In today's economic climate, many small- to mid-size multipractice medical facilities are looking for ways to cut costs to prepare for the transition to eprescribing and medical billing software, or to simply make their practices more efficient. And a new reports suggest many are succeeding.
Last month, the Medical Group Management Association (MGMA) released a report entitled "Cost Survey for Multispecialty Practices," and found that medical facilities decreased their expenditures by 2.2 percent in 2010. However, at the same time, general operating costs rose by roughly 52 percent.
Some of the areas that hospitals made cuts to were in its budget for furniture and drugs. The report found that drug supply costs in these institutions decreased by 8.5 percent, while expenditures on equipment fell by nearly 24 percent. By comparison, expenditures increased for medical and surgical supplies and staff support.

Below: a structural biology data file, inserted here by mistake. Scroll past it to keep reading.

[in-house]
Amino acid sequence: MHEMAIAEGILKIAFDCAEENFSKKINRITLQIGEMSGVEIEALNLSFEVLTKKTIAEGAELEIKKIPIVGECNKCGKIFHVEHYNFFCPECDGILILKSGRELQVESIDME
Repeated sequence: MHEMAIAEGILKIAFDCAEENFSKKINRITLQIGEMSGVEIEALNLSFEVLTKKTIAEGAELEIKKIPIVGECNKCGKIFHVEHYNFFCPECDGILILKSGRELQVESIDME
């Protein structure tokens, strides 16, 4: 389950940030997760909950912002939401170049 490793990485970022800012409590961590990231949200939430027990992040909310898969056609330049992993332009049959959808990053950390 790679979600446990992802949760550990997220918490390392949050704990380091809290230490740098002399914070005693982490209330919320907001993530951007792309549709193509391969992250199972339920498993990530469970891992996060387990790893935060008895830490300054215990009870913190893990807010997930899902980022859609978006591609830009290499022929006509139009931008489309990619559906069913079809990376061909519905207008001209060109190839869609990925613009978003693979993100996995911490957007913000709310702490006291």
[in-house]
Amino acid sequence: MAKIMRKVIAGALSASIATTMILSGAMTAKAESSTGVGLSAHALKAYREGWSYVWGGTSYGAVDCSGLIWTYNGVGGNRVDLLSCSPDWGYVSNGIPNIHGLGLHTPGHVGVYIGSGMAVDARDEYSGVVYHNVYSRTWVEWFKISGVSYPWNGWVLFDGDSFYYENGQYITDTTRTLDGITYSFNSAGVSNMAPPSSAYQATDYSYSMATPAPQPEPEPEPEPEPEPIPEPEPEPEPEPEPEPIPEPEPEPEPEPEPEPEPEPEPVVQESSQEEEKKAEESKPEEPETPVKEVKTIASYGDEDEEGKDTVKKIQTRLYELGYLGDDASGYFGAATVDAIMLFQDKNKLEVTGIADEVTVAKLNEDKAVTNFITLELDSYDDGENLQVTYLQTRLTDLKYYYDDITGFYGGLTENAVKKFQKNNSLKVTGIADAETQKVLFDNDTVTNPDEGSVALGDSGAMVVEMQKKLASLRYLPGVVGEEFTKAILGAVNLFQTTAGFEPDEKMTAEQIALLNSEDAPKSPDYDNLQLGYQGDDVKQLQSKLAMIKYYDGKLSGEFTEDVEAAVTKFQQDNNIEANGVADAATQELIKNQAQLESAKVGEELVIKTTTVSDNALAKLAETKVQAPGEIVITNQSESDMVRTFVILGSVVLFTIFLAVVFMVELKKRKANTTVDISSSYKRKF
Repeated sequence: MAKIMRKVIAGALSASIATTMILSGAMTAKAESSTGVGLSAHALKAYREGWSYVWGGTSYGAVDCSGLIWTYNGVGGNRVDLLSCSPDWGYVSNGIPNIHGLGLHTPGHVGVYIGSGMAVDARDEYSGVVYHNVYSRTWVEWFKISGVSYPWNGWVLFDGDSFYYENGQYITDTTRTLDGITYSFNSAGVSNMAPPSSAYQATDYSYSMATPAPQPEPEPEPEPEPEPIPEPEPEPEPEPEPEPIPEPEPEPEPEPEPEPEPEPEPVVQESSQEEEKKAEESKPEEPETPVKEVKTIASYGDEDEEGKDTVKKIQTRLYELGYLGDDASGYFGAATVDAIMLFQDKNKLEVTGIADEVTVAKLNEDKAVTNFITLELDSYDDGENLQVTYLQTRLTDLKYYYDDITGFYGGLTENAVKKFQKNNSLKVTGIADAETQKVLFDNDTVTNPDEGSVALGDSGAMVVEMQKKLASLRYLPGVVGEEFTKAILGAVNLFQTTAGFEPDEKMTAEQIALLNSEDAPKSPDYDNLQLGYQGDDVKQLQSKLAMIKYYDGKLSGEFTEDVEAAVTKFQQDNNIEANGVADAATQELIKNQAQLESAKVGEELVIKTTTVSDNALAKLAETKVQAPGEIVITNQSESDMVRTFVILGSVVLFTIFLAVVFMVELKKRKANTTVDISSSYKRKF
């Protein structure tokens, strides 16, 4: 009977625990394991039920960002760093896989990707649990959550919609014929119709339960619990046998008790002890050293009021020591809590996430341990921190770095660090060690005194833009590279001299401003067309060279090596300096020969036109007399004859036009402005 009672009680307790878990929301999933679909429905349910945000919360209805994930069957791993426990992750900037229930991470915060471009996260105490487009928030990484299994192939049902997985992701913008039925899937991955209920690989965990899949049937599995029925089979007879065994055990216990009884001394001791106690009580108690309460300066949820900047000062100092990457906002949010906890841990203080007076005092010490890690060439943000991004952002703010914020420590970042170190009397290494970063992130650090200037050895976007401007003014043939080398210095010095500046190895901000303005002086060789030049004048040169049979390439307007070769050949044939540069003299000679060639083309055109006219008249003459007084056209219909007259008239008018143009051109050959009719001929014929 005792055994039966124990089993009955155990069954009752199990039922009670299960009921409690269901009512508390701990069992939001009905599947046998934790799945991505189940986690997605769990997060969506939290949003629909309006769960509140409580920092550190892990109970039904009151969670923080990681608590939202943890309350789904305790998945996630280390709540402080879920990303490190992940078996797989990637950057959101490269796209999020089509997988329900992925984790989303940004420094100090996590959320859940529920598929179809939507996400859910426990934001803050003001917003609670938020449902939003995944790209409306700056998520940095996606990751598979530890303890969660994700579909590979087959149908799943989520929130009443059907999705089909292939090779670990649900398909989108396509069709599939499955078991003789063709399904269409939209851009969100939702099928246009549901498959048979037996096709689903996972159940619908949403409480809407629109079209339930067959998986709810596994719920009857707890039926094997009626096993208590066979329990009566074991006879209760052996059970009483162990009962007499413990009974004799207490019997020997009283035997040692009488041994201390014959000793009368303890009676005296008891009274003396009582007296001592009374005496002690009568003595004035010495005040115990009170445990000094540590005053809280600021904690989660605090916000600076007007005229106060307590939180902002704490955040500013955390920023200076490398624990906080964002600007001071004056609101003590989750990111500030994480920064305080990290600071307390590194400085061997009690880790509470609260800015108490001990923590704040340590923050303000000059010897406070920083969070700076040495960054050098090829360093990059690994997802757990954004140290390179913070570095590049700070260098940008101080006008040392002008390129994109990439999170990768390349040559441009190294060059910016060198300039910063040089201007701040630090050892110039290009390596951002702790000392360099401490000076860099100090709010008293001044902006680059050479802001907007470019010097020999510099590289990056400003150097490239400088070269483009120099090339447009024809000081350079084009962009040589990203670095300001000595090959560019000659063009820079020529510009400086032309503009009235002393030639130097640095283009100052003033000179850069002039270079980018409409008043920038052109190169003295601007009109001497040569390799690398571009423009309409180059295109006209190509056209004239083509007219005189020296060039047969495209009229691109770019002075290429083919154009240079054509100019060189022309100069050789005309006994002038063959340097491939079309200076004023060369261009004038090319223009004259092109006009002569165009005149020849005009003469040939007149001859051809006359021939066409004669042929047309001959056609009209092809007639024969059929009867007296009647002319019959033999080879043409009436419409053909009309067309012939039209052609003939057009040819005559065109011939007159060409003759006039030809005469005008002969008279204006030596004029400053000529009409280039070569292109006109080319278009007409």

William Jessee, MGMA's president and CEO, spoke about the results in a press release, saying that the recent cuts may not be a positive sign like similar reports that consumers are being more frugal with their spending.
"There is only so much more practices can do to cut expenditures without inhibiting their ability to run a successful, innovative practice," he said.
While certain factors may be contributing to the increased costs, hospitals could increase spending in the short term to see reduced expenditures down the road. For example, by working with a provider of top-notch electronic medical records software, companies could save time and resources that they would have put toward installation and employee training.
Multipractice medical facilities that are looking to cut costs may want to think about such measures, as in some cases government legislation provides lucrative incentives for those who make the transition to new technologies early.